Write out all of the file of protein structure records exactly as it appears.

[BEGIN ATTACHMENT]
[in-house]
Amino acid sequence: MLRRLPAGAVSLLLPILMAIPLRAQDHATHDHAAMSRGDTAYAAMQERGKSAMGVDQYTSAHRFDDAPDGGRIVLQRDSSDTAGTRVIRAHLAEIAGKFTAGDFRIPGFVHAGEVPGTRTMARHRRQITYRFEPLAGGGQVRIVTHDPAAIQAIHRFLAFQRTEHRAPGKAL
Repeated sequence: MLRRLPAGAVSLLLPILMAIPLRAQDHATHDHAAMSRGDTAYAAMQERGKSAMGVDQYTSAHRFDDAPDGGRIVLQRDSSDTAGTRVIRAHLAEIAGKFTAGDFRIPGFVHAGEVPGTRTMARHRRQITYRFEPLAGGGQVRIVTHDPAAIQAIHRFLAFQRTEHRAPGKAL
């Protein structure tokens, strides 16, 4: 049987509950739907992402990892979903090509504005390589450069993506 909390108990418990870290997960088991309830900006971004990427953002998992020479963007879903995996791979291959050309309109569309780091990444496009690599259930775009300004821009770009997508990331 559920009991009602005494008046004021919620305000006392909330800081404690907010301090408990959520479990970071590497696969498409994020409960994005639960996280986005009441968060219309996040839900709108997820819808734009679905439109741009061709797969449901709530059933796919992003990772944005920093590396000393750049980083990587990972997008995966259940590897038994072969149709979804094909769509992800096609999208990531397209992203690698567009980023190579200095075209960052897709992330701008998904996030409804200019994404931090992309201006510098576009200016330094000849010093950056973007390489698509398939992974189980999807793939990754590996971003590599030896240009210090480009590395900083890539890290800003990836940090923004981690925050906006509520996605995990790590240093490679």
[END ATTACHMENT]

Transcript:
[in-house]
Amino acid sequence: MLRRLPAGAVSLLLPILMAIPLRAQDHATHDHAAMSRGDTAYAAMQERGKSAMGVDQYTSAHRFDDAPDGGRIVLQRDSSDTAGTRVIRAHLAEIAGKFTAGDFRIPGFVHAGEVPGTRTMARHRRQITYRFEPLAGGGQVRIVTHDPAAIQAIHRFLAFQRTEHRAPGKAL
Repeated sequence: MLRRLPAGAVSLLLPILMAIPLRAQDHATHDHAAMSRGDTAYAAMQERGKSAMGVDQYTSAHRFDDAPDGGRIVLQRDSSDTAGTRVIRAHLAEIAGKFTAGDFRIPGFVHAGEVPGTRTMARHRRQITYRFEPLAGGGQVRIVTHDPAAIQAIHRFLAFQRTEHRAPGKAL
């Protein structure tokens, strides 16, 4: 049987509950739907992402990892979903090509504005390589450069993506 909390108990418990870290997960088991309830900006971004990427953002998992020479963007879903995996791979291959050309309109569309780091990444496009690599259930775009300004821009770009997508990331 559920009991009602005494008046004021919620305000006392909330800081404690907010301090408990959520479990970071590497696969498409994020409960994005639960996280986005009441968060219309996040839900709108997820819808734009679905439109741009061709797969449901709530059933796919992003990772944005920093590396000393750049980083990587990972997008995966259940590897038994072969149709979804094909769509992800096609999208990531397209992203690698567009980023190579200095075209960052897709992330701008998904996030409804200019994404931090992309201006510098576009200016330094000849010093950056973007390489698509398939992974189980999807793939990754590996971003590599030896240009210090480009590395900083890539890290800003990836940090923004981690925050906006509520996605995990790590240093490679």